A year ago, Jonathan Kongbo played much of the time on the interior. Many reports are that he’s gotten his body in a good position, and he is showing the type of leadership that is necessary for a player of his ilk. After showing some flashes late last year, the Vols need the junior former No. 1-ranked JUCO player to live up to his ranking under new line coach Brady Hoke.
The other starter should be battled out between promising redshirt sophomore Darrell Taylor and oft-injured, formerly highly-ranked prospect Kyle Phillips. Neither player has proven he can be an every-down SEC defender, but both have immense talent. Taylor is over 250 pounds and is the kind of speed-rusher teams covet, but he’s got to prove he can get off blocks and play with more consistency than he did this spring. Phillips simply can’t stay on the field. His freshman and sophomore seasons were cut short with injuries, and he didn’t participate this spring, either. The Vols must have him all year.
Beyond that, your guess is as good as any where Tennessee will find depth.
The best guess right now is true freshman mid-term enrollee Deandre Johnson, who the Vols flipped from Mississippi State. The Miami native looked like a player who maybe can help right away this spring, and that’s big news for Tennessee. Perhaps one of the most intriguing players with college-ready bodies is freshman Matthew Butler, too. He is a jumbo defensive end who looks versatile enough to play either inside or out and should get snaps right away for the Vols, too.
Though Austin Smith and Ja’Quain Blakely are listed as linebackers, either could play with his hand down. Smith played defensive end after moving from linebacker a season ago, but he’s back to 236 pounds, and the redshirt sophomore could stay on the next level. With all the glut of second-level defenders, though, the quickest path to the field for him may be at end. Regardless, he’ll get snaps somewhere. He’s too talented to keep off the field. As for Blakely, he’s a good-looking player who redshirted a season ago and, now at 254 pounds, he looks like he can play at end. That’s where he should spend most of his time, and the Vols would love for him to break out this spring and prove deserving of some snaps.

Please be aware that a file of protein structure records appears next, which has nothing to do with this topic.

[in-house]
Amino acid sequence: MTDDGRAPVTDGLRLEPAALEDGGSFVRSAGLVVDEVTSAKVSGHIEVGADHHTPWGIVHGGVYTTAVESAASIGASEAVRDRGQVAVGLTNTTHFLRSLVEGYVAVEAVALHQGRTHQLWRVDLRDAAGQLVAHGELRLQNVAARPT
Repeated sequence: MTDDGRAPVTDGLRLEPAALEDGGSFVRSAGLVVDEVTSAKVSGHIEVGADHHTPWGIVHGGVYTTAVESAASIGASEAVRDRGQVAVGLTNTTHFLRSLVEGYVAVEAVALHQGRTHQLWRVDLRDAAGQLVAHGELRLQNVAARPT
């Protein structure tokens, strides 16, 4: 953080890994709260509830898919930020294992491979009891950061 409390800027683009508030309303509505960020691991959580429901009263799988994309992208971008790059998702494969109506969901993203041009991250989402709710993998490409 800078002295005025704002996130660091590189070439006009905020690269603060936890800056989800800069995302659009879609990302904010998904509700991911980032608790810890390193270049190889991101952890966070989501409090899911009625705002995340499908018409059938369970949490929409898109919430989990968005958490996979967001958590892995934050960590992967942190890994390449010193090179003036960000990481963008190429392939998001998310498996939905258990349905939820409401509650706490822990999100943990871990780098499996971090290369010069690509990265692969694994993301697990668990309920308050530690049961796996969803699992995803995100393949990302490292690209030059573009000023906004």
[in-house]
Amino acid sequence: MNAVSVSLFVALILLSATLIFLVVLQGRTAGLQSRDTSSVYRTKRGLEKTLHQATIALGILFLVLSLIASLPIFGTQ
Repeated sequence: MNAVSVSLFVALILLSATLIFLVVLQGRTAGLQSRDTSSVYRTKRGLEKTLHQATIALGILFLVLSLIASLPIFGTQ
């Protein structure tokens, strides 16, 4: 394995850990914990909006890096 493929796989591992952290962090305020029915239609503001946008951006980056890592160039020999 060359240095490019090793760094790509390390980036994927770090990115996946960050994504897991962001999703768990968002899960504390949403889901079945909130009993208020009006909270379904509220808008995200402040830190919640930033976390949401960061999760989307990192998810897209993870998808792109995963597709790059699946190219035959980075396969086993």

If Mykelle McDaniel can remain in good standing with the Vols after being suspended last year, he’s a guy who could provide meaningful reps or at least is talented enough to.
Anybody projecting Ryan Thaxton, Kivon Bennett or Marquez Bembry right now knows more about the team than I. Nobody knows if those guys are going to be able to help in 2017 or when they’ll be able to at all.
And, yeah, that’s it.
So, as we said, the pass-rushers are far and away the biggest question marks and the utmost concern. If you can’t get to the quarterback and he has all the time to find open receivers downfield, he’ll find them. Tennessee’s defensive backs were terrible a season ago, and though new secondary coach Charlton Warren may actually get a player to turn around and play the ball every once in a while, it’s not realistic to think UT can go from as bad as it was defending the pass to the top half of the SEC.
In other words, the Vols need to find some guys to get after the quarterback from the end position (or from the second level like Quart’e Sapp is possibly capable of doing). If they do that, the defense stands a good chance of being much better.
If they can’t, it’s going to be a tough time to be a Vols fan when the defense takes the field again in 2017.